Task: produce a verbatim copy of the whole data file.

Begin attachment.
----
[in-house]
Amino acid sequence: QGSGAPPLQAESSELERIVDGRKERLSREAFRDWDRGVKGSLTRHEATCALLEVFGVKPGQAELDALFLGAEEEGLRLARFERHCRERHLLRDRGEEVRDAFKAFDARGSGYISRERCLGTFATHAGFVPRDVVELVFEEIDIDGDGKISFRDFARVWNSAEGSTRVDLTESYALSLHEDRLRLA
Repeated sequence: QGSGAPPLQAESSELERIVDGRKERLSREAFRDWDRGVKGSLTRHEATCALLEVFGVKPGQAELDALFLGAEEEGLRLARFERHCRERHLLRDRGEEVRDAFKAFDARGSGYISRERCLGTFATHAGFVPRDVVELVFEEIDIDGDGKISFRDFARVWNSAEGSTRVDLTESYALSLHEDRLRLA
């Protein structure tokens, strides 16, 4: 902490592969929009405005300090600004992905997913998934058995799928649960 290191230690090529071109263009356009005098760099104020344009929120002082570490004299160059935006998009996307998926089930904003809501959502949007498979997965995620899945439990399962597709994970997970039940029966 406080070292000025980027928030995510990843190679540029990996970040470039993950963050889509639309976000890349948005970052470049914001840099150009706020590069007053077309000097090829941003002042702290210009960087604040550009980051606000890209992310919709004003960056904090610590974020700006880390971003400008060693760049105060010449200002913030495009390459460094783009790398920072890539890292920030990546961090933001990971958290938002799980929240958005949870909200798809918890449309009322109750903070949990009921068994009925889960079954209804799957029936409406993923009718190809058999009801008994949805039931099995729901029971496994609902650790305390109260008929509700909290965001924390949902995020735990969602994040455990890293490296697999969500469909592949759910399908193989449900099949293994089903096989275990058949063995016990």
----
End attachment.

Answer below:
[in-house]
Amino acid sequence: QGSGAPPLQAESSELERIVDGRKERLSREAFRDWDRGVKGSLTRHEATCALLEVFGVKPGQAELDALFLGAEEEGLRLARFERHCRERHLLRDRGEEVRDAFKAFDARGSGYISRERCLGTFATHAGFVPRDVVELVFEEIDIDGDGKISFRDFARVWNSAEGSTRVDLTESYALSLHEDRLRLA
Repeated sequence: QGSGAPPLQAESSELERIVDGRKERLSREAFRDWDRGVKGSLTRHEATCALLEVFGVKPGQAELDALFLGAEEEGLRLARFERHCRERHLLRDRGEEVRDAFKAFDARGSGYISRERCLGTFATHAGFVPRDVVELVFEEIDIDGDGKISFRDFARVWNSAEGSTRVDLTESYALSLHEDRLRLA
């Protein structure tokens, strides 16, 4: 902490592969929009405005300090600004992905997913998934058995799928649960 290191230690090529071109263009356009005098760099104020344009929120002082570490004299160059935006998009996307998926089930904003809501959502949007498979997965995620899945439990399962597709994970997970039940029966 406080070292000025980027928030995510990843190679540029990996970040470039993950963050889509639309976000890349948005970052470049914001840099150009706020590069007053077309000097090829941003002042702290210009960087604040550009980051606000890209992310919709004003960056904090610590974020700006880390971003400008060693760049105060010449200002913030495009390459460094783009790398920072890539890292920030990546961090933001990971958290938002799980929240958005949870909200798809918890449309009322109750903070949990009921068994009925889960079954209804799957029936409406993923009718190809058999009801008994949805039931099995729901029971496994609902650790305390109260008929509700909290965001924390949902995020735990969602994040455990890293490296697999969500469909592949759910399908193989449900099949293994089903096989275990058949063995016990």